Labour is rebuilding trust with our veterans and armed forces personnel

Jake Richards
© Twitter/@Keir_Starmer

Despite the ongoing challenges of a global pandemic, this week the Labour Party has remembered those who faced an even greater threat. Keir Starmer represented our party at the cenotaph on Remembrance Sunday and, across the country, Labour MPs were in their constituencies undertaking social distanced ceremonies to honour those who made the ultimate sacrifice. Yet, whilst we remember the fallen, Labour must also begin to build an agenda to support our armed forces today.

For all the poppies purchased and tweets of support, the way our armed personnel are treated remains a disgrace. The transition from serving our country in the military to returning to civilian life too often leads to immense hardship. Figures show that unemployment amongst ex-service personnel is twice the national average. A member of the armed forces is more likely to be homeless or in prison. Alcoholism disproportionately impacts veterans and their families.

The psychological harm that can be caused from action is real: male soldiers under 30 are three times more likely to be convicted of violent offences than their civilian counterparts. There are particularly shocking examples of ex-service men and women who are forgotten – such as Taitusi Raticaucau, a Commonwealth veteran who fought for our country with tours in Iraq and Afghanistan but faces a £30,000 bill for an NHS operation due to our arcane and ridiculous immigration laws.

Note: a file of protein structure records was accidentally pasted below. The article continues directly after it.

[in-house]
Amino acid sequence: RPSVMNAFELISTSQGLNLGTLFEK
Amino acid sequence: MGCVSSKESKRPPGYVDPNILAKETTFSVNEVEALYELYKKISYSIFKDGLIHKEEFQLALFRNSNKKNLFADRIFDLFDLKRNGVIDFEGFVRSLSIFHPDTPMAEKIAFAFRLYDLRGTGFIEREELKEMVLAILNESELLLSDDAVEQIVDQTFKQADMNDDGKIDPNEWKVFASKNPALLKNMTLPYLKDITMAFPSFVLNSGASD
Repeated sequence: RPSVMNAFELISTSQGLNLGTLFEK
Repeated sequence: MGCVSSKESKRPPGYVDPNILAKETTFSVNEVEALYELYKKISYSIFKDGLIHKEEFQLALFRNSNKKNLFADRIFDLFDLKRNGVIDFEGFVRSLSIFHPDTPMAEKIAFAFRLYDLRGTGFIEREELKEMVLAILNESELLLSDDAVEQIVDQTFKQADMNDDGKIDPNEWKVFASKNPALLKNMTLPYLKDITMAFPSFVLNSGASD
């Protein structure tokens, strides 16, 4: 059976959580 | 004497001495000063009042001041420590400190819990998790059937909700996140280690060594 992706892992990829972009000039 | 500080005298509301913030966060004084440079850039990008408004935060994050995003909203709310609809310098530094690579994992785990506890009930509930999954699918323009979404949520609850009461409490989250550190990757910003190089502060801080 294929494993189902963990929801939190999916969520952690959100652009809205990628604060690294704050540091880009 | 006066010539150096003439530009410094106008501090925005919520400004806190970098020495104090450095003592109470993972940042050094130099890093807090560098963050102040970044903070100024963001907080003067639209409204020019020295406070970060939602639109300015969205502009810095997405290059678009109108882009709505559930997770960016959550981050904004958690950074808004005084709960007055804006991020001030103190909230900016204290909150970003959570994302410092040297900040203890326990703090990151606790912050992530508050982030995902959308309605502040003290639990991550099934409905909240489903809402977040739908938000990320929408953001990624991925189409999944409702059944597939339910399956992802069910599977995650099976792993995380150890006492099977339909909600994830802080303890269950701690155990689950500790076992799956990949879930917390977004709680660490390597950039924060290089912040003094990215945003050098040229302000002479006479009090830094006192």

Labour is not trusted by many of our veterans, however. As John Healey, Shadow Defence Secretary, told LabourList this week, the “toughest doors to knock at the last election were those with Help for Heroes or British Legion stickers in the windows”. This is a remarkably troubling position for a patriotic party of public service that seeks to offer protection for the most vulnerable.

Whilst Labour has been prominent over the last decade in calling for better conditions for frontline workers in schools and hospitals, there has sometimes been a reluctance to talk about the problems facing our armed forces – when in service or as civilians. As Stephen Morgan MP and Sarah Church have pointed out in a LabourList piece, our armed forces have been at the frontline of our response to Covid-19, such as in the construction of Nightingale Hospitals or the distribution of tests. We clapped for them, too, each Thursday night during the first lockdown – and that should be recognised in our agenda.

Under Keir Starmer and John Healey, our approach has been different. Healey has relaunched Labour Friends of the Forces to reach out and listen to those men and women who are or have served their country. He told LabourList that there is to be a call for evidence over the coming months to analyse and better understand how to ensure veterans are supported. Listening is the starting point to regain trust.

Labour’s relationship with our armed forces and defence is of profound political importance. Polls show that on defence and security, Labour was simply not trusted under the last leadership. Even some of Jeremy Corbyn’s most senior acolytes accept that his response to the Salisbury attack was a critical moment in losing the election.